Friday, September 03, 2004

Caller ID : What's Next?

SPAMMING is considered one of the main activity that consumes a lot of bandwidth and also privacy issues, since people send mass emails to another person and it's filled with unwanted information, such as MLM (Multi Level Marketting), product promotion, etc. Many companies have tried several ways to reduce spam, but unfortunately, the spammer is getting smarter and they always create another way to reach their target.

Microsoft, represented by Bill Gates (Chairman and Chief Software Architect) announced a detailed vision and proposals on how technology can be used to help put an end to spam, including outlining the company's Coordinated Spam Reduction Initiative (CSRI) and technical specifications for the establishment of Caller ID for E-Mail.

He thinks that this technology will change the economic model for sending spam and put spammers out of business. Microsoft believes some relatively simple but systemwide changes to the e-mail infrastructure are needed to provide greater certainty about the origin of an e-mail message and to enable legitimate senders to more clearly distinguish themselves from spammers.

Meanwhile, The Apache Project has rejected the Sender ID proposal for e-mail user authentication, saying the terms of Microsoft's license for the underlying technology makes it incompatible with open source software. The decision illustrates how anti-spam efforts have become the latest battleground between the open source community and Microsoft. Microsoft's patents were an immediate problem for open source community.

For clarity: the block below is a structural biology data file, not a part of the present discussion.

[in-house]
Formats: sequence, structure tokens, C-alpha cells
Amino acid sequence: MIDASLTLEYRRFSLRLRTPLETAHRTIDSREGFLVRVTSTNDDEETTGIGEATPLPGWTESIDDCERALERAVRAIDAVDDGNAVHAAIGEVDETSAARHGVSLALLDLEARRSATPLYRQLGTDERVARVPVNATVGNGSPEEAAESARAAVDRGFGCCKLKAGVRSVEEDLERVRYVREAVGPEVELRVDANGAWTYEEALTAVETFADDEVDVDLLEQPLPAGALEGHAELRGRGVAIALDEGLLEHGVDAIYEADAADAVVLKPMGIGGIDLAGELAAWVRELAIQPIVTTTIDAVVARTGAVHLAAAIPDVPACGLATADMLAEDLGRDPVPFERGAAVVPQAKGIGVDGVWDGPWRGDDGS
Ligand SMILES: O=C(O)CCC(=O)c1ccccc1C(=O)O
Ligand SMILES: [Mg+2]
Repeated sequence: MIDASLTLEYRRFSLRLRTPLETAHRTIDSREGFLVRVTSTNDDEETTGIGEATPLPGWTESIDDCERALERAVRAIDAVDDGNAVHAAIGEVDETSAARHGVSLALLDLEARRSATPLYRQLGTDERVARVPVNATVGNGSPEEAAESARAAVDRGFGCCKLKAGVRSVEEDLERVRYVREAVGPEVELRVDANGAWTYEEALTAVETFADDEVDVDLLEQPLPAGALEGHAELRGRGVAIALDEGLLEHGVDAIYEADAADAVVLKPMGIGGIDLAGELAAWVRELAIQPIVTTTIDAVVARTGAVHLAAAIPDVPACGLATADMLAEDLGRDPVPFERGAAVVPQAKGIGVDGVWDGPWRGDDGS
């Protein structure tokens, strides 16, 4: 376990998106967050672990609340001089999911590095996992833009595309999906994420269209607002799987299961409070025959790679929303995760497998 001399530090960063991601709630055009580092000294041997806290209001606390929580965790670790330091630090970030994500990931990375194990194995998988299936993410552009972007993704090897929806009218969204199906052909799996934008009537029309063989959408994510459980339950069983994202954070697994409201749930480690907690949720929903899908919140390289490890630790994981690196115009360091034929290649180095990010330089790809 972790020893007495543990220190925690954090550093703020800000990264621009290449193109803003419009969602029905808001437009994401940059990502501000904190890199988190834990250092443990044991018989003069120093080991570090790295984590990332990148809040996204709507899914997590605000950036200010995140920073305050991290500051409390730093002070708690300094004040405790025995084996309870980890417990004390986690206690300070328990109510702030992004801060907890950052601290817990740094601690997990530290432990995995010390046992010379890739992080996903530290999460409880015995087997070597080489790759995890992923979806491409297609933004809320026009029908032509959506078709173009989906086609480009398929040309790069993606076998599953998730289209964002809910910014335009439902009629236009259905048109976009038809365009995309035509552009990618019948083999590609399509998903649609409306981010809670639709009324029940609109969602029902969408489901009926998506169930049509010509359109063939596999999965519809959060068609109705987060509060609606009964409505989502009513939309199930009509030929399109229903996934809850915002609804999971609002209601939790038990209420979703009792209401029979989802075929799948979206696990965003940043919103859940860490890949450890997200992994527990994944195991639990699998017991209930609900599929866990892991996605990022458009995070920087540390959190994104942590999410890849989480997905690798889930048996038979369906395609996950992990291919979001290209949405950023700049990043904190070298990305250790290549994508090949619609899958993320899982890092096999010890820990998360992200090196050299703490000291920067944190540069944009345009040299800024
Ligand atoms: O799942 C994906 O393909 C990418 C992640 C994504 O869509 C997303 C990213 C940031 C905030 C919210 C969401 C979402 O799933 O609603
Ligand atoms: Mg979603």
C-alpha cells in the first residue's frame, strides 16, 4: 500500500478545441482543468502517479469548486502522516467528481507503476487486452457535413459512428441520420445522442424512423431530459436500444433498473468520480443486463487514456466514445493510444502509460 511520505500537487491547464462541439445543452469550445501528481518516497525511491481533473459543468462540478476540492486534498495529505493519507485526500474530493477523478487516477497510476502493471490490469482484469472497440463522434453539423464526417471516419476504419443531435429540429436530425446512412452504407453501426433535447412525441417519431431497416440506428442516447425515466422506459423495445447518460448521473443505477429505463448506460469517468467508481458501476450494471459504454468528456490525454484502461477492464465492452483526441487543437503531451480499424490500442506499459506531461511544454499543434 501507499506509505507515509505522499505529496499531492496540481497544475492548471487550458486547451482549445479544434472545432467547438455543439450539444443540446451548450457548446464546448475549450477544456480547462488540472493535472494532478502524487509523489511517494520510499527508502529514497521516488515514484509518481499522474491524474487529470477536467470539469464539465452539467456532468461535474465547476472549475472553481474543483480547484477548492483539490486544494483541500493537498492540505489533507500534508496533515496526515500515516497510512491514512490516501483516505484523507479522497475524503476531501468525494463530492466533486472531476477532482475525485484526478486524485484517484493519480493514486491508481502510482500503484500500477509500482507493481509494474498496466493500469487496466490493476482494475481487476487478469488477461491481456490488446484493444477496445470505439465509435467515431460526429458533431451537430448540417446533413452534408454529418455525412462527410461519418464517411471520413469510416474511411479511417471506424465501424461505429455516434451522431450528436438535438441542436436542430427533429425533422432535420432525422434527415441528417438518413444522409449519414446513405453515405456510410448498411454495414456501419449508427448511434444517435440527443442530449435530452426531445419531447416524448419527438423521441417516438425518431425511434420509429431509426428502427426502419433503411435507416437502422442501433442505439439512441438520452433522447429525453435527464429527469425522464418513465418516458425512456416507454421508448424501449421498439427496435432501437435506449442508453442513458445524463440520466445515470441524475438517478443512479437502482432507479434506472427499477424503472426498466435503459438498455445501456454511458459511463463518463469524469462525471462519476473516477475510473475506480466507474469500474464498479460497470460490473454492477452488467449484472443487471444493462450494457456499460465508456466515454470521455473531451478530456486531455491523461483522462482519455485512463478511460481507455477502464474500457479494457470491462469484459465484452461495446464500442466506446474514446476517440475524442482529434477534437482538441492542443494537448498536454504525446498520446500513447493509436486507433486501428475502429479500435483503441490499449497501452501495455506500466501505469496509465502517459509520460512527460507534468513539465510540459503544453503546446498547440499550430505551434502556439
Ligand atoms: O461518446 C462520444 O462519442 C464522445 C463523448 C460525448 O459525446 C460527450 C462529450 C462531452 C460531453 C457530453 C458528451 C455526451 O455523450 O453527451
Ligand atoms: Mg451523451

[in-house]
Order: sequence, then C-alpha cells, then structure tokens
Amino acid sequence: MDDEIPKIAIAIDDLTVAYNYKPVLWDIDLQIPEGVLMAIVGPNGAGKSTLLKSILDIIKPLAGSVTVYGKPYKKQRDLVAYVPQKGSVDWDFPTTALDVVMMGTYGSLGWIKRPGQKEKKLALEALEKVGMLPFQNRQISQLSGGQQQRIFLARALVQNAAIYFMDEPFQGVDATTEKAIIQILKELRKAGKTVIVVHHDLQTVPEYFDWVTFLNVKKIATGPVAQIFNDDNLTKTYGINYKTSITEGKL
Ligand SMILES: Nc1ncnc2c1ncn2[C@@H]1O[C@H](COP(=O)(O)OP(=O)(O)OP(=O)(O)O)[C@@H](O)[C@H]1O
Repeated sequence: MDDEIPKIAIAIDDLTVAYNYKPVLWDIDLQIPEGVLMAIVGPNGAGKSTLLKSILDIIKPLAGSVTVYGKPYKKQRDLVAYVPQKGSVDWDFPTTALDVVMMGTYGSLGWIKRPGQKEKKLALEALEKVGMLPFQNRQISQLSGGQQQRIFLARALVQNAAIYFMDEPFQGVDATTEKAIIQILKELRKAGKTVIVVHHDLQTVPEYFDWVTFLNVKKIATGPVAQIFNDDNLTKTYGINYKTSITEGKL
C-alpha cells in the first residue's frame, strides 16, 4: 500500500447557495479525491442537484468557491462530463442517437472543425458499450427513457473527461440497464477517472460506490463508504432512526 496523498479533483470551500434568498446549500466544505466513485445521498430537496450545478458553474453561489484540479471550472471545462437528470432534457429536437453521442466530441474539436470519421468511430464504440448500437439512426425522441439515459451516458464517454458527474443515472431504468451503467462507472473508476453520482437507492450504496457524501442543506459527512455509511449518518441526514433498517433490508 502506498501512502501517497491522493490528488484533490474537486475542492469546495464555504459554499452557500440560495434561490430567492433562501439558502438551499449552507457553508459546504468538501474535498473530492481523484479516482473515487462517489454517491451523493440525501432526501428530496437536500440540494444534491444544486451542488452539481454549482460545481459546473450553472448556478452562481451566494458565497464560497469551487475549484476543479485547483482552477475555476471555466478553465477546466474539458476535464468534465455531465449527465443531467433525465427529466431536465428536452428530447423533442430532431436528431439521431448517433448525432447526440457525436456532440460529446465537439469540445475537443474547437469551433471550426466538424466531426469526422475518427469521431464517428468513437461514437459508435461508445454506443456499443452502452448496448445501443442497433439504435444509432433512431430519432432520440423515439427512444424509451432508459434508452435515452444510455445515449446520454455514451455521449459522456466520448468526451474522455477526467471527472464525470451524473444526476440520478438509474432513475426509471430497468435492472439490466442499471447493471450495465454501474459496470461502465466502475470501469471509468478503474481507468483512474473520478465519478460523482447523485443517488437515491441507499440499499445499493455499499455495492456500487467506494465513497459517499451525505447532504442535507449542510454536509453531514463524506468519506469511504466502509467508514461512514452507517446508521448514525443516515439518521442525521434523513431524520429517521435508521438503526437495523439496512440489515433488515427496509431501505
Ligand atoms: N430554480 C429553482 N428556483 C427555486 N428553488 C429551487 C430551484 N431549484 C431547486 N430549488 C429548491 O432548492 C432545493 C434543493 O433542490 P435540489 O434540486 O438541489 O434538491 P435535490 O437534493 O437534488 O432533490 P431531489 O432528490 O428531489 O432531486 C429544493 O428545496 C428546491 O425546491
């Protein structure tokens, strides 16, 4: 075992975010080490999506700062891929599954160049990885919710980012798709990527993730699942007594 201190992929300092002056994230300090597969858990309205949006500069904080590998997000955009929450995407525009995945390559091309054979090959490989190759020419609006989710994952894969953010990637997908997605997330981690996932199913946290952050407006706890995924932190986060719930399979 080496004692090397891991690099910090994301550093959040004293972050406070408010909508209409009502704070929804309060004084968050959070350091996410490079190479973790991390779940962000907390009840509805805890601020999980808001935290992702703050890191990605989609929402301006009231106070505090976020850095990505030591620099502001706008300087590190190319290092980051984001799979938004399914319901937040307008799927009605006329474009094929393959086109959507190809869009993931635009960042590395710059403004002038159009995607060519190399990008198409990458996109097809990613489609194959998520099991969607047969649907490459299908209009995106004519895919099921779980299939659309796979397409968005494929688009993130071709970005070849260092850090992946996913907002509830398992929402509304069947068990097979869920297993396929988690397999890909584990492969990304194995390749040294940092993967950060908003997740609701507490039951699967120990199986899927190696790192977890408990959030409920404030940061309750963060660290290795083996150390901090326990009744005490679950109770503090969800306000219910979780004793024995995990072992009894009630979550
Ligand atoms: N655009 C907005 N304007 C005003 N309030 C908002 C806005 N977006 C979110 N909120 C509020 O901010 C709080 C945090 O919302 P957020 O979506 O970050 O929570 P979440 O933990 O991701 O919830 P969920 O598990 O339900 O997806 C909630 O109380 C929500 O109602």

In the contrary, many vendors have agreed to support this technology, such as Go Daddy, Symantec, VeriSign and America Online. Some people thinks that Called ID will eventually be history in short time.

If only Microsoft would change their license available under a license that is compatible with the GPL [GNU General Public License] or other open-source licenses, maybe the OpenSource projects will gladly accept this technology and work together to prevent SPAMMING became larger activity that can't be stopped. Many OpenSource projects have great skills about this technology. For example, Sendmail has released the first implementation of its Sender ID authentication specification for testing under the Sendmail Open Source License, a variation of the BSD (Berkeley Software Distribution) license. This module has been released as an open-source plug-in to the Sendmail MTA (Mail Transfer Agent). The Sendmail open-source mail filter, or "milter," is available from Sendmail.

What will Microsoft do with this situation? Will they change their license or will they agreed to work with OpenSource projects that have great community around the world to make this projects heads into goals? We will see in the next three months.